In this section, we present the model formally, from a bird’s-eye point of view, with the aim of situating our modeling framework at the highest level of generality. We have implemented such principles in specific ways in the context of specific studies, and we refer the readers to the corresponding references for details on how we did so mathematically and algorithmically [65,66,67,69]. At this point, much work remains to be performed to formulate a definitive implementation of the mathematical principles that would integrate all the components we are considering in a fully unified manner and without ad hoc solutions, which we have sometimes had to employ in order to generate simulations in specific contexts.

2.1. Motivation

We consider agents evolving in an environment that contains other agents. The agents plan their actions (moves) and explore their environment based on partial information obtained through observations. To do so, they model their environment through a world model or state space, and beliefs are kept about the state of the environment of the agent but also about the beliefs and action policies of other agents. Agents model the dynamics of their environment, which contains other agents, through a generative model, which also accounts for the consequences of their actions on the environment; it is a stochastic model of the consequences of the actions of the agents based on the current beliefs of the agents. The order of ToM of an agent quantifies how intricate the thought process of the agent is with respect to planning based on the policies of other agents, taking into account that those agents can also plan their actions based on their policies. One way to model agents with ToM is through a interactive, partially observable Markov decision process (I-POMDP) [75,76]. In the simplest case of one agent interacting with its environment, this reduces to a partially observable Markov decision process (POMDP). POMDP and active inference or the Free Energy Principle share similar generative models in cases in which agents decide on what action to do based on their current observations [73]; we discuss the similarities and dissimilarities between both approaches at the end of Section 2.3.1.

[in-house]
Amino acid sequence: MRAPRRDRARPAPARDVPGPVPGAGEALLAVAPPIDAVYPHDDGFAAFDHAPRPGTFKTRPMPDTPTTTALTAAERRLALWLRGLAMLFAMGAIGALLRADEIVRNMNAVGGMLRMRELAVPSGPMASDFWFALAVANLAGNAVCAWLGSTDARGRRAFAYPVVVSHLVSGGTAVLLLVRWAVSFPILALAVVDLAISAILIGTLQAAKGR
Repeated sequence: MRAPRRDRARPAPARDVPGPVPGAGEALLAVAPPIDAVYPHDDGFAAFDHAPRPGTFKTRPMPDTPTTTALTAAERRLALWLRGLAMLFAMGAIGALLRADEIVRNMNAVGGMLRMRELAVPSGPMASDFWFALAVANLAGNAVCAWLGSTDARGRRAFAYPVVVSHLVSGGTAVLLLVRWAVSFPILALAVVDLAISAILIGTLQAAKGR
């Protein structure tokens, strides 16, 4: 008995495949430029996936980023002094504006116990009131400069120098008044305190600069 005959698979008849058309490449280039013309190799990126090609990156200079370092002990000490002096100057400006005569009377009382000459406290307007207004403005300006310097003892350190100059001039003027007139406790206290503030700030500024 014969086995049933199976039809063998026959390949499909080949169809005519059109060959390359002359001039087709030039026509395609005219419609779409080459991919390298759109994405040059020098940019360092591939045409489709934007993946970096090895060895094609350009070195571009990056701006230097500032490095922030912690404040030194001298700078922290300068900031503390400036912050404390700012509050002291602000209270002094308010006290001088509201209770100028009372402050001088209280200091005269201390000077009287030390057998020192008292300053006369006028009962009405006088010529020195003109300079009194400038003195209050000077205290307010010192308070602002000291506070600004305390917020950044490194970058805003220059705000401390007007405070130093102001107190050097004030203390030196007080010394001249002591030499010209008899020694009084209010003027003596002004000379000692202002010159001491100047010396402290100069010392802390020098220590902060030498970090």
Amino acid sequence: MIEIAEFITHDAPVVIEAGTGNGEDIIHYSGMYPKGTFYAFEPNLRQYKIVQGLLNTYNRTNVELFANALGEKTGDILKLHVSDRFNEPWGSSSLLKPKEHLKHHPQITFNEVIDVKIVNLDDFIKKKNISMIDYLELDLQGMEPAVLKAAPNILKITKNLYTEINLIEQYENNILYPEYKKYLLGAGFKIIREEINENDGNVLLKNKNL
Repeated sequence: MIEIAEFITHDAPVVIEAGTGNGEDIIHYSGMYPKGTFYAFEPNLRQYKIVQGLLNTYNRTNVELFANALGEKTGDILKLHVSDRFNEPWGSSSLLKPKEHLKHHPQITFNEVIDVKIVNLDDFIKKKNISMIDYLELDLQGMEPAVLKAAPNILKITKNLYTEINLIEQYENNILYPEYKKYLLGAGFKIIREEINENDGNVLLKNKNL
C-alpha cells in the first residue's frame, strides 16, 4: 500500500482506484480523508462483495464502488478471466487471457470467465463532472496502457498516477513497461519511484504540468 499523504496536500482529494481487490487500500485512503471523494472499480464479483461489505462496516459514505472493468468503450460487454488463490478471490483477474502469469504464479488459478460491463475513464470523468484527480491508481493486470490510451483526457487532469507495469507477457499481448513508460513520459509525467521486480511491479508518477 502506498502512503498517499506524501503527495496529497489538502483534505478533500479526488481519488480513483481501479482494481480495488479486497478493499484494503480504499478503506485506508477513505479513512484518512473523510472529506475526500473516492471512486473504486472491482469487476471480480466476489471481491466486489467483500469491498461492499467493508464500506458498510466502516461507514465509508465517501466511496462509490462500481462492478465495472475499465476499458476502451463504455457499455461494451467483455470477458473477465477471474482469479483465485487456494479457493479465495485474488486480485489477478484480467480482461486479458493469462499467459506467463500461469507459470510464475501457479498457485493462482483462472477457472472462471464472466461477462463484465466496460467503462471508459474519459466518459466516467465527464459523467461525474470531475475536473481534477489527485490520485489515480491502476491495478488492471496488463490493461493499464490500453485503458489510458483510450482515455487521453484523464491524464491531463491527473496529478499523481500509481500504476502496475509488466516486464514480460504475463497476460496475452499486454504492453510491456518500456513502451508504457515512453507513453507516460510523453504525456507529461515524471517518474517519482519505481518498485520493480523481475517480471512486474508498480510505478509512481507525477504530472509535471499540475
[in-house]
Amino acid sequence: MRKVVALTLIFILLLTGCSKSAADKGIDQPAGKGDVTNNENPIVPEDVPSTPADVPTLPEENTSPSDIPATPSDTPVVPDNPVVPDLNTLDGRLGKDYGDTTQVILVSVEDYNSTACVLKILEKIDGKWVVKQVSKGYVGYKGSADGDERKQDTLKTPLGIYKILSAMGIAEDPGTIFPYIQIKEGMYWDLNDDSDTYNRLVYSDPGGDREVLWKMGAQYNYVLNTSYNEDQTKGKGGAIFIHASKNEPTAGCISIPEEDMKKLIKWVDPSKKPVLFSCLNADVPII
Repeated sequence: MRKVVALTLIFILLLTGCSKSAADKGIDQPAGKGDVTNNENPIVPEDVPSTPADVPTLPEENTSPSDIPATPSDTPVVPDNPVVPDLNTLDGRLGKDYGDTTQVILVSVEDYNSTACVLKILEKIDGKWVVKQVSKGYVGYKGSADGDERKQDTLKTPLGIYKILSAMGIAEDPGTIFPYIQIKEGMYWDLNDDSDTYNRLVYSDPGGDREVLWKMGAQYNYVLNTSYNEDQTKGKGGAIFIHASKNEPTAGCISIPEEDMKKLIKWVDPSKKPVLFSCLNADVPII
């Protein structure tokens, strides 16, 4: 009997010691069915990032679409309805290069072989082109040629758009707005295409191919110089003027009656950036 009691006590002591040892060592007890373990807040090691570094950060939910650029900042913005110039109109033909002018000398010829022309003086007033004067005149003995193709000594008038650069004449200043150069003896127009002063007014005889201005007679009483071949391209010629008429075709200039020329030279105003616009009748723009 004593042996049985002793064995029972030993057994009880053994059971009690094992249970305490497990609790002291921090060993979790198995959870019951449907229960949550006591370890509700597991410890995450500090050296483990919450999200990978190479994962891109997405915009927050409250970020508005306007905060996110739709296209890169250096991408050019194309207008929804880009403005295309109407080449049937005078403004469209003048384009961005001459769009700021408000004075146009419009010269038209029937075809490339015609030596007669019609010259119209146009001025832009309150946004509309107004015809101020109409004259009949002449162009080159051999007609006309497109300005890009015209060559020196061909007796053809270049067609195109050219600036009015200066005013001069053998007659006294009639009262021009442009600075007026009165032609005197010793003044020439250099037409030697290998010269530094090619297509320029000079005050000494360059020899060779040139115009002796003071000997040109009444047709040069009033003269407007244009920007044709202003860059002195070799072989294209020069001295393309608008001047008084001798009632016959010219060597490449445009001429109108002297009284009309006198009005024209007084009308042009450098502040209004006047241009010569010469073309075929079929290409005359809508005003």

The particularity of our agents is that their world model or state space, denoted S, has an additional structure, that of a group that can act on the state space, denoted G; such a space is called a G-space. We will explain how a slight modification of POMDPs can account for such a structure (Section 2.4).

2.2. Prerequisites

Let us first recall what a group is.
Definition 1 
(Group, §2 Chapter 1 [77]). A group is a set G with an operation: G × G G that is associative, such that there is an element e G for which e . g = g for any g G , and any g G has an inverse denoted g 1 defined as satisfying g . g 1 = g 1 . g = e .
We call a group-structured (measurable) space a space provided with a (measurable) group action; we now make this statement formal.
Definition 2 
(Group-structured space, G-space). S is a group-structured space for the group G when there is a map h : G × S S denoted as h ( g , s ) = g . s for g G and s S , such that